Is aid important?  Apparently, it was, because these guys acted fast.  Yet, historically, it's not as easy as it looks.  Number one: There is never that much of it to matter most of the time.  Two: Much of the time, the aid actually goes to U.S. contractors.  Three: The aid is oftentimes a good thing for us, given that much of it goes to cops to fight cartels.  Most Americans don't have a problem with that.

In the case of Honduras and Guatemala, a look at the size of the U.S. aid at stake pretty well negates those caveats.

The three nations of El Salvador, Guatemala, and Honduras, a region known as the "northern triangle" famous for its shipping of illegals, pretty well does take enough U.S. aid to matter: nearly half a billion dollars, according to USAID.

The $495 million it gets (the figure is from 2016, but close enough to use) is split, with $287 million going to Guatemala, $127 million going to Honduras, and $74 million going to El Salvador.  The low amount in the latter's case, which is a richer country because of its free trade and use of the U.S. dollar as its currency (and because the government was so corrupt, according to an Obama administration source), might explain why El Salvador isn't responding to Trump's warning, but the other two states are.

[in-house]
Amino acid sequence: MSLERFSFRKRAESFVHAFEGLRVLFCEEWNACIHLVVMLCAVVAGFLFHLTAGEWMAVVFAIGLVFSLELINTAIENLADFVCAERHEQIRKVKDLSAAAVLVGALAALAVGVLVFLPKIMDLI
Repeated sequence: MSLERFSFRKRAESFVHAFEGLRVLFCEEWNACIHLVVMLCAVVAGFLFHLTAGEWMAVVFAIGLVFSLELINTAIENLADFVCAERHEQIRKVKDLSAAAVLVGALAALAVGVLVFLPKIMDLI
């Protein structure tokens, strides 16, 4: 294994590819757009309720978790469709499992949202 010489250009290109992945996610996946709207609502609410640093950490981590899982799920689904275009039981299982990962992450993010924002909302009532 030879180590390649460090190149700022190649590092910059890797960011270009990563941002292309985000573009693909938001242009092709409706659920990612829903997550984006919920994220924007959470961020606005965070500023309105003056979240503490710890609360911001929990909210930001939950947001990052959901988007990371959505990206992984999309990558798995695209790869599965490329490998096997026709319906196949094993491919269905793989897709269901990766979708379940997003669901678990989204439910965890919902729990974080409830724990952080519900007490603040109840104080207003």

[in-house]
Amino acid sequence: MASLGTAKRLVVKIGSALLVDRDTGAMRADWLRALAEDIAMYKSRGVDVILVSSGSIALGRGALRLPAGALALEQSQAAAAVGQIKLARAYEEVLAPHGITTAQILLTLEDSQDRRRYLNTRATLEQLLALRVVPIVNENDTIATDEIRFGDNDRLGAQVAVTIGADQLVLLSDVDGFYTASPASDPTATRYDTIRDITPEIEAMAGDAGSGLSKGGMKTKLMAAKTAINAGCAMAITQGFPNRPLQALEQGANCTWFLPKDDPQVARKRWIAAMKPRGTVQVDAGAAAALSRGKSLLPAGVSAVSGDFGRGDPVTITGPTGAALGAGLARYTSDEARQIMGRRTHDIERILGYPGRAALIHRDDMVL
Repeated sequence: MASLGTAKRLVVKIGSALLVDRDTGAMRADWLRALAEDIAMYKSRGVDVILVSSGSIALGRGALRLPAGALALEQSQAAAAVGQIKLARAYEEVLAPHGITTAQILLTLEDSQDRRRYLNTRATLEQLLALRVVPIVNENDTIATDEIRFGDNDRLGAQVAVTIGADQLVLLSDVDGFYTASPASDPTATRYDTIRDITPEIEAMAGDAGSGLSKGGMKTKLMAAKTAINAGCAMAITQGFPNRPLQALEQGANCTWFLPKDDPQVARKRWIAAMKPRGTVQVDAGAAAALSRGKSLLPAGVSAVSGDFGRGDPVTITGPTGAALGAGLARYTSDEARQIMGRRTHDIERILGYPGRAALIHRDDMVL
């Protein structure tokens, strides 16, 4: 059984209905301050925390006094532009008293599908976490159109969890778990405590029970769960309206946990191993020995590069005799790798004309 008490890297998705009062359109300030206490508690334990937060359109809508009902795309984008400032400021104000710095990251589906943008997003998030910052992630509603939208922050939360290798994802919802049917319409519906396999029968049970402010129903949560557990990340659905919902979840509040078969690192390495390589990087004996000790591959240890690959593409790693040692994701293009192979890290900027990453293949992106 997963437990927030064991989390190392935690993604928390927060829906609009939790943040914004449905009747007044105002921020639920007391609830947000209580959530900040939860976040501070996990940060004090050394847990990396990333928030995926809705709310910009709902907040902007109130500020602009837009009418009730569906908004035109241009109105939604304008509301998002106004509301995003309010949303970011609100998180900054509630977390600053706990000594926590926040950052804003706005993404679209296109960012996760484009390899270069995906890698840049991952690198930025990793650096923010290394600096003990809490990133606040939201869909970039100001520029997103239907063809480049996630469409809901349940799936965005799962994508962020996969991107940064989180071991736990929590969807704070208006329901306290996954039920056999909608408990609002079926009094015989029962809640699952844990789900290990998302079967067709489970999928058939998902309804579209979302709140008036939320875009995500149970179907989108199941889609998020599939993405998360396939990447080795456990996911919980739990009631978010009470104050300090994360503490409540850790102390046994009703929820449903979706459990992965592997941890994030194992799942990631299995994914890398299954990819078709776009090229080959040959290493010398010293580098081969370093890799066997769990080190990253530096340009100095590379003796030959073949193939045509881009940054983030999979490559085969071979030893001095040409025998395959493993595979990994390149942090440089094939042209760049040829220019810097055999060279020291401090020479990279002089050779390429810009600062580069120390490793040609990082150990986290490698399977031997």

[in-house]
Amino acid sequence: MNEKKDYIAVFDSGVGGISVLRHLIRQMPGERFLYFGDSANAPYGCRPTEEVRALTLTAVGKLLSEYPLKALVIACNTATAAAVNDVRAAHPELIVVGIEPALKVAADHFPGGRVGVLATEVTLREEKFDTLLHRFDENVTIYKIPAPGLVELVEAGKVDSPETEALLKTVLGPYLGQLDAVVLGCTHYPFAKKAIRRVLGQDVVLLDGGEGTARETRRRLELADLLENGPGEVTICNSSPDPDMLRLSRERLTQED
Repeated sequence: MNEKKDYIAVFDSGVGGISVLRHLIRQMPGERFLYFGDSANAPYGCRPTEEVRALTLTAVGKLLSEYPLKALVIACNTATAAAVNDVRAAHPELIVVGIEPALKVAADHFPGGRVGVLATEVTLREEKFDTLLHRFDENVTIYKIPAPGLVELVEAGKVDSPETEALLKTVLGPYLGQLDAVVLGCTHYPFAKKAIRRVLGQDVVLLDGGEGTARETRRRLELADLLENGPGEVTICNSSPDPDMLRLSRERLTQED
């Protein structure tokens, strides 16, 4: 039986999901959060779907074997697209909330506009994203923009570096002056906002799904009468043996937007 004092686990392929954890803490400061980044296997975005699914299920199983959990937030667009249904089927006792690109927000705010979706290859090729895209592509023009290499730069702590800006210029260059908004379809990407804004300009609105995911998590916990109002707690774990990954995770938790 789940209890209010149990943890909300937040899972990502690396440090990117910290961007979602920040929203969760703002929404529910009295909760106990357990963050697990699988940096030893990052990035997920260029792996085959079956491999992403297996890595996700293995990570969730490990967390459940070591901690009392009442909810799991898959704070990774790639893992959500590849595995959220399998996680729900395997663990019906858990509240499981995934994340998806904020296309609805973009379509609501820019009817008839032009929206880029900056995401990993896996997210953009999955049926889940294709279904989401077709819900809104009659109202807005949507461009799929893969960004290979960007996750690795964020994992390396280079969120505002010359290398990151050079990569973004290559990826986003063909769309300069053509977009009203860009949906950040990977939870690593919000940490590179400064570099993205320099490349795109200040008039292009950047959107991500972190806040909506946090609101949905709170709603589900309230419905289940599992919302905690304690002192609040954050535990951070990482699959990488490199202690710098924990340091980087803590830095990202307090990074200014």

They're the largest U.S. aid recipients by far in Latin America, according to the linked aid map.  And contrary to lefty propaganda, very little of it goes to their militaries.  A large chunk of it, at least in Guatemala's case, goes to U.S. leftist groups the U.S. partners with for welfare distribution, such as Catholic Relief Services.  One wonders what their role is in encouraging illegal migration, given the enthusiasm of aid NGOs in general for the practice.

Note that these countries were also some of the very few that were supportive of the U.S. in the United Nations for moving its embassy to Jerusalem, and Honduras suggested that it would also move its embassy to Jerusalem in subsequent reports.  Honduras, by the way, has gone out of its way to say it never encourages illegal immigration – at least it did so with the last caravan.

So yes, the aid matters.  And President Trump never ordered those countries' nationals home after their temporary stays were completed.  He did order El Salvador's out, and they're holding on by a recent court stay from a U.S. leftist judge.

Call it what you want; it's an effective use of leverage by Trump to achieve rule of law in the U.S. as he promised, and with Guatemala's and Honduras' actions, there are signs it's getting results.